College Students, Prescription Stimulant, and Other Substance Abuse

By Johnson, Brandon; Newcorn, Jeffrey H. | International Public Health Journal, April 1, 2015 | Go to article overview

College Students, Prescription Stimulant, and Other Substance Abuse


Johnson, Brandon, Newcorn, Jeffrey H., International Public Health Journal


Introduction

Substance abuse among college students requires specific attention because of the unique circumstances and characteristics of drug-taking behavior in this population. In 20ll, the rate of illicit substance use among full-time college students was 22% (1). In addition to frank substance abuse, there are significantly higher rates of binge alcohol use among full-time college students as opposed to others aged 18-22 years. The risk of substance use in the college population is potentiated by decreased parental supervision, a new and complex social structure that often includes communal living, and a view of substance intoxication as being relatively normative.

Consequences of substance use can have a profound impact on young adults, and are a major public health concern in the United States. Alcohol related deaths alone in college students reached 1,825 in 2005. In 2001, 10.5% of college students reported being injured because of drinking, 12% were hit or assaulted by another college student, and 2% reported sexual assault related to alcohol. Furthermore, 28.9% of college students reported driving while under the influence of alcohol, suggesting there is a significant risk of alcohol-related motor vehicle accidents (2). Another significant aspect of substance abuse in college students is its relation to comorbid mental health disorders and suicide. One study found that suicidal ideation was higher in students with nicotine dependence, alcohol related problems, and illicit drug use (3). Prevention and treatment of substance use disorders in college students may help to diminish these adverse outcomes and reduce the public health burden from this population.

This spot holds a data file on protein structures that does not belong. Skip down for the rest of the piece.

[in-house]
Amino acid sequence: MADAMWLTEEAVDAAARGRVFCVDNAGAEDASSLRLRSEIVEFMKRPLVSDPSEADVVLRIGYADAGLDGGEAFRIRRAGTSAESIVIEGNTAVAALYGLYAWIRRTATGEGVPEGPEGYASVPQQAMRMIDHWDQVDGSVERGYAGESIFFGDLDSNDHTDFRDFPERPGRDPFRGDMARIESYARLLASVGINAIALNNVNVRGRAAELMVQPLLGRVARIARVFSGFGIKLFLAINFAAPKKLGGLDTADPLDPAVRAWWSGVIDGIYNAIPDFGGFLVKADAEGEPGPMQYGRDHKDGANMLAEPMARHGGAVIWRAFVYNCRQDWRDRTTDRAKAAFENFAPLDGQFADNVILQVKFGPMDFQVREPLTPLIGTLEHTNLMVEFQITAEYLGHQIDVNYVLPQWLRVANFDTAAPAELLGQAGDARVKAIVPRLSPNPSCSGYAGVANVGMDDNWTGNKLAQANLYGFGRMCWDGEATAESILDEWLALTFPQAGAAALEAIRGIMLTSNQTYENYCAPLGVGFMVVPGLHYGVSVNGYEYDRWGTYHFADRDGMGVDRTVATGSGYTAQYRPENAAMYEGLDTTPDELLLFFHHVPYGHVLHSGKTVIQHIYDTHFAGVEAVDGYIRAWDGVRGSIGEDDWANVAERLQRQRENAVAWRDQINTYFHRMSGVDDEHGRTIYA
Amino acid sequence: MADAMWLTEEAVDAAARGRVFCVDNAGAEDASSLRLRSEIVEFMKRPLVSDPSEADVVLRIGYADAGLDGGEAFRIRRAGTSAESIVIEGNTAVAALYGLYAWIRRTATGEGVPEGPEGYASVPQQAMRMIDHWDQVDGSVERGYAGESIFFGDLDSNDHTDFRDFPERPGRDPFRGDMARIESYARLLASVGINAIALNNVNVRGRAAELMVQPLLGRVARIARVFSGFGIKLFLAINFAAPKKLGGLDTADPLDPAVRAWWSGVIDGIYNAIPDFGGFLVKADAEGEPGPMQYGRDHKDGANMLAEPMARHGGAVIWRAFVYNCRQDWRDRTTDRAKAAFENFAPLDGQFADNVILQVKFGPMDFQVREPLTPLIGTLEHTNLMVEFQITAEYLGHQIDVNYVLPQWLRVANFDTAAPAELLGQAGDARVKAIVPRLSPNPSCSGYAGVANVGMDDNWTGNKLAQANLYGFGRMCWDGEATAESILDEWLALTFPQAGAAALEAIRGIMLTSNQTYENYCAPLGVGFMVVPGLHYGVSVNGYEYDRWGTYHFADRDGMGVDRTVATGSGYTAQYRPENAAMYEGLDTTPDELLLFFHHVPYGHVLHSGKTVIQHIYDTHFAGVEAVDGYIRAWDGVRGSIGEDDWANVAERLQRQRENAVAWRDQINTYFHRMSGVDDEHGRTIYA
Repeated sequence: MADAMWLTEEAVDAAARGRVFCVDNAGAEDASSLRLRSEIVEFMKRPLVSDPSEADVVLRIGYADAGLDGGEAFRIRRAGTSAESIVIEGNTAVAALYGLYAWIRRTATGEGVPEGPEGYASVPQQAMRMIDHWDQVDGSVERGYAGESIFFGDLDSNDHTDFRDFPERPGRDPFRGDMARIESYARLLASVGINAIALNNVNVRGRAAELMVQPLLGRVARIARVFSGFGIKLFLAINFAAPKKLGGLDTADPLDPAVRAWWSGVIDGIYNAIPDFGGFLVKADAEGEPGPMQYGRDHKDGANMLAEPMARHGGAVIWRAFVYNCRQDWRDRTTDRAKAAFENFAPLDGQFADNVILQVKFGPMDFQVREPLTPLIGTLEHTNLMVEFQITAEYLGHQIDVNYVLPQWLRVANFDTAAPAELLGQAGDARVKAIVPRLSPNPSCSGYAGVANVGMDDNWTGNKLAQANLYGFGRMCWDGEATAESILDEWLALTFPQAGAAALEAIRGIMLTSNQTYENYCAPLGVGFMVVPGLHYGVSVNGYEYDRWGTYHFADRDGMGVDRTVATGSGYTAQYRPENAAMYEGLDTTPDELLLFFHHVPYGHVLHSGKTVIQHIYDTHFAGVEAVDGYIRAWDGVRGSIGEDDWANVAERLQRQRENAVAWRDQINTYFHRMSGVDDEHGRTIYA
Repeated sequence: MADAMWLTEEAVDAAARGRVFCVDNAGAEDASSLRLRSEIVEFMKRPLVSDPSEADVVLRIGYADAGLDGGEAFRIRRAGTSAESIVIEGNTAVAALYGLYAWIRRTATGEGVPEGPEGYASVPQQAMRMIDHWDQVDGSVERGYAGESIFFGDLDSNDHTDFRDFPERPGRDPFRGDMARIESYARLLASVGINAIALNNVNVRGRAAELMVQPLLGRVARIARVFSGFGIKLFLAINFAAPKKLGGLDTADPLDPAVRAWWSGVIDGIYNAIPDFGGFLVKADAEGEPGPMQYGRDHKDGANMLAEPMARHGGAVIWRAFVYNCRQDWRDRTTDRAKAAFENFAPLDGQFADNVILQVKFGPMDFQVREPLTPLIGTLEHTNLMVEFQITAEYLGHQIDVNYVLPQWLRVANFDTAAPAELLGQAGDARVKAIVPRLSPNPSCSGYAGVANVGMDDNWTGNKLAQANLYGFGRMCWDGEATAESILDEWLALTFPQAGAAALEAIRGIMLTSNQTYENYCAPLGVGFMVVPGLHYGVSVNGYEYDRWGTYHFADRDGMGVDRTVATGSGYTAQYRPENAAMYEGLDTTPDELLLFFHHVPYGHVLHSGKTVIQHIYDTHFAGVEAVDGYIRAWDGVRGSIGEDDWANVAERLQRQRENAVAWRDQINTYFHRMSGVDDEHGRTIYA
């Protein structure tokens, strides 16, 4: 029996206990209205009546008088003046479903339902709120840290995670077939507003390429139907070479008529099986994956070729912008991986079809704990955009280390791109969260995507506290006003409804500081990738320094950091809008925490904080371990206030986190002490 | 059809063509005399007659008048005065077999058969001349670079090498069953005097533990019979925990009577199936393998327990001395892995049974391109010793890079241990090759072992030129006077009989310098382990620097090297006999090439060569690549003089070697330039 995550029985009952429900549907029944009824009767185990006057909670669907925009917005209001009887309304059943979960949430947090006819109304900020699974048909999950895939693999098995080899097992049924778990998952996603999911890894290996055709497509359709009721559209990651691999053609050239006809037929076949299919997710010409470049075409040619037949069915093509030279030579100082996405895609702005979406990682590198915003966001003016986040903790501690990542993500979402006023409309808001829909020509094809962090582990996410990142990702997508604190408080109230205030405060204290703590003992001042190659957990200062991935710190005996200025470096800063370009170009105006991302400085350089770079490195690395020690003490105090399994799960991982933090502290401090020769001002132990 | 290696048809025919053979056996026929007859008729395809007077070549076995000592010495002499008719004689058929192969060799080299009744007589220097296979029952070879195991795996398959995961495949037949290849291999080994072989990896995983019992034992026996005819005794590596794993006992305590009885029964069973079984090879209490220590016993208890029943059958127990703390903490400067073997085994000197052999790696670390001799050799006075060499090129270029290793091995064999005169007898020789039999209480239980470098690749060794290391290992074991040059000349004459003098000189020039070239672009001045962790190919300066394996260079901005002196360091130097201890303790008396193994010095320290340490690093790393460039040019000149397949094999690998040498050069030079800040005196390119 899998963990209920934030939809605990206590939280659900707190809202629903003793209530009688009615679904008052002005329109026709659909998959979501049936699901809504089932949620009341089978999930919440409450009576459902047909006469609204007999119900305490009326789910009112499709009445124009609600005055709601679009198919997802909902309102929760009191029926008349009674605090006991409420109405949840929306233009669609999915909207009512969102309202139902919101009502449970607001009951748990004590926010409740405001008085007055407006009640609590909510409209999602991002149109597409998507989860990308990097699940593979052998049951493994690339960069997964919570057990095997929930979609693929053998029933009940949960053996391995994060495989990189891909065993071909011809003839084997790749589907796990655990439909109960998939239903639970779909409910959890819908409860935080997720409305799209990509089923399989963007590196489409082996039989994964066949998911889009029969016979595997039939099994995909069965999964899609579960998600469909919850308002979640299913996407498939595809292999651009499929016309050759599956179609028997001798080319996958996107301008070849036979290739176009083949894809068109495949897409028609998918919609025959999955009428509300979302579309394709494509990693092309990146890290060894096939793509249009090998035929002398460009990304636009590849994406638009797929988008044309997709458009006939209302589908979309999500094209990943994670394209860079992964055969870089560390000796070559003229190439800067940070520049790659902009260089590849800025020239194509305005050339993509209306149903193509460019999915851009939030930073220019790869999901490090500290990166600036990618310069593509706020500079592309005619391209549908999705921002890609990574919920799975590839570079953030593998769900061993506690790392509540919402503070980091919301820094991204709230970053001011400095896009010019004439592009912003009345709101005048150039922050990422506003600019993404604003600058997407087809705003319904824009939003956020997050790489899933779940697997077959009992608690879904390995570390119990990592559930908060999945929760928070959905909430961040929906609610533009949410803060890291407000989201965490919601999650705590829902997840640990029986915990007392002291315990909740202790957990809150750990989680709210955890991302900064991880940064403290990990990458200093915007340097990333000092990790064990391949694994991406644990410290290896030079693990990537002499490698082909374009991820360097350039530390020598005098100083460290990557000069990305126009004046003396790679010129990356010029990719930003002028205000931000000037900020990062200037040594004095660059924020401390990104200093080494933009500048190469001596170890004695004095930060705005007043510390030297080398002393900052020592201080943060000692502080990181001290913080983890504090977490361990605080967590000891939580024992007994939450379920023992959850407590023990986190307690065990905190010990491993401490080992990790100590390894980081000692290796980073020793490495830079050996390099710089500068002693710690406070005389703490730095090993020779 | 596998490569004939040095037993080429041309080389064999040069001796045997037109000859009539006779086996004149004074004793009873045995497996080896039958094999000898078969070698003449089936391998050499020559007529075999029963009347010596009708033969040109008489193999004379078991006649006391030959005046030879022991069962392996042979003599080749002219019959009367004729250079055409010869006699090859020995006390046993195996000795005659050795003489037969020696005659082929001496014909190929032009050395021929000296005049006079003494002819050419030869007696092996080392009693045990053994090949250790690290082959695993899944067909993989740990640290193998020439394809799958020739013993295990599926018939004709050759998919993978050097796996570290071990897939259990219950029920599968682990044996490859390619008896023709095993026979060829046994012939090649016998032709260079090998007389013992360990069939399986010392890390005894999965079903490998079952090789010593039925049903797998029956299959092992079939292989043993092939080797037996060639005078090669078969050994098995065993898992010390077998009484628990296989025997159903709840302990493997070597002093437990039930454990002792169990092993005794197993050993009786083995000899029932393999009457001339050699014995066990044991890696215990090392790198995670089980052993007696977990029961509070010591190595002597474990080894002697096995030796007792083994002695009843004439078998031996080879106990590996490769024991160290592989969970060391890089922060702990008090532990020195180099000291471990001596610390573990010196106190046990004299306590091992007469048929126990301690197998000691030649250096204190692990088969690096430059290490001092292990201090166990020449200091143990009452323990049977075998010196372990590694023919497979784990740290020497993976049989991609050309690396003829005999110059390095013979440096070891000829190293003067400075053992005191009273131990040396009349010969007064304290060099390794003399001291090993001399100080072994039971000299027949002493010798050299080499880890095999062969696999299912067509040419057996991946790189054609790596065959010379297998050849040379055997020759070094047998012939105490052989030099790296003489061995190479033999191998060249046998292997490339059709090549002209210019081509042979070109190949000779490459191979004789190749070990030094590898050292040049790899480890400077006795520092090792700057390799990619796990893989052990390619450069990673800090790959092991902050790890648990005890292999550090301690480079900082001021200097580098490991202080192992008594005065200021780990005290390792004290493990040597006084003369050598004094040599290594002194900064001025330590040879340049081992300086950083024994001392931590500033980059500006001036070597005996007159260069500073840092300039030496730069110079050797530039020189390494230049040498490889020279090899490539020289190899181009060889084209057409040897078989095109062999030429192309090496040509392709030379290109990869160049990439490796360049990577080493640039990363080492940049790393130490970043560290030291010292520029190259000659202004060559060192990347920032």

Certain trends highlight the environmental influences of college life and their role in substance use. For example, college-bound 12th graders were found to have a lower than average use of all illicit substances while they were in high school compared to those who did not attend college. However, the eventual use of illicit substances by this group when they reached college was found to equal or in some cases exceed the use of their non-college peers. This "catching up" effect may in part be related to important contextual issues; the fact that college students often leave the parental home for the first time and tend to defer marriage leaves them more independent than they were in high school, but also not grounded in either their family of origin or a new family (4).

Increased academic demands and pressure to succeed may drive some college students to use substances as a coping mechanism, or even to misuse substances in an attempt to enhance academic performance. Of note, a national health survey found that college students reported the highest use in the past year of Adderall (i.e., mixed amphetamine salts, a stimulant medication prescribed for attention-deficit/hyperactivity disorder; see below) compared to several other demographic groups. This increased use among college students may be attributable to the desire to stay awake and focused during study time, as well as completion of course work (Johnston, 2011). Issues related to abuse of prescription stimulants will be covered in detail below.

The goals of this chapter are to discuss use of various licit and illicit substances of abuse by the college student population, including demographics and recent trends of use, relationship to use of other substances, co-occurrence of psychiatric disorders, consequences of using specific substances, and implications for prevention and treatment.

Alcohol

In addition to the types of alcohol abuse seen in other populations, binge drinking is particularly common in the college age population. Binge drinking is usually defined as having 5 or more drinks in a row on a single occasion for men, or 4 or more drinks for women (5). As this type of drinking is one of the main forms of alcohol use during the college years, it should be specifically queried in clinical assessment. …

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